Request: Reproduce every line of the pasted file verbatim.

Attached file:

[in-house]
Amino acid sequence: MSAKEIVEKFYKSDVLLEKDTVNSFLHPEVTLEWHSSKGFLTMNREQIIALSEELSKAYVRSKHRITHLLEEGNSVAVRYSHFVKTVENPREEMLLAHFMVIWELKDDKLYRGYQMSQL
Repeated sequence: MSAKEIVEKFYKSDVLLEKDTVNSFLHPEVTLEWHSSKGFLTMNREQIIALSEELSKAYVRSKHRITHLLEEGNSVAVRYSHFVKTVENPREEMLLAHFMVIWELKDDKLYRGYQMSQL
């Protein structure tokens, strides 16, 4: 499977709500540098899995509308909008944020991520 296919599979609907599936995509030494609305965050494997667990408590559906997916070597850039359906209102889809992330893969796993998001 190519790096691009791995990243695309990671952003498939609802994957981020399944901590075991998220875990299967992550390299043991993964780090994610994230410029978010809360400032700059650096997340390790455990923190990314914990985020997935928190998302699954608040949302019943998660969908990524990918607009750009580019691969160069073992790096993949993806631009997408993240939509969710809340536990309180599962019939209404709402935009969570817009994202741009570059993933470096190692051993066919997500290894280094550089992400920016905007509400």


[in-house]
Amino acid sequence: MSAKEIVEKFYKSDVLLEKDTVNSFLHPEVTLEWHSSKGFLTMNREQIIALSEELSKAYVRSKHRITHLLEEGNSVAVRYSHFVKTVENPREEMLLAHFMVIWELKDDKLYRGYQMSQL
Repeated sequence: MSAKEIVEKFYKSDVLLEKDTVNSFLHPEVTLEWHSSKGFLTMNREQIIALSEELSKAYVRSKHRITHLLEEGNSVAVRYSHFVKTVENPREEMLLAHFMVIWELKDDKLYRGYQMSQL
């Protein structure tokens, strides 16, 4: 499977709500540098899995509308909008944020991520 296919599979609907599936995509030494609305965050494997667990408590559906997916070597850039359906209102889809992330893969796993998001 190519790096691009791995990243695309990671952003498939609802994957981020399944901590075991998220875990299967992550390299043991993964780090994610994230410029978010809360400032700059650096997340390790455990923190990314914990985020997935928190998302699954608040949302019943998660969908990524990918607009750009580019691969160069073992790096993949993806631009997408993240939509969710809340536990309180599962019939209404709402935009969570817009994202741009570059993933470096190692051993066919997500290894280094550089992400920016905007509400």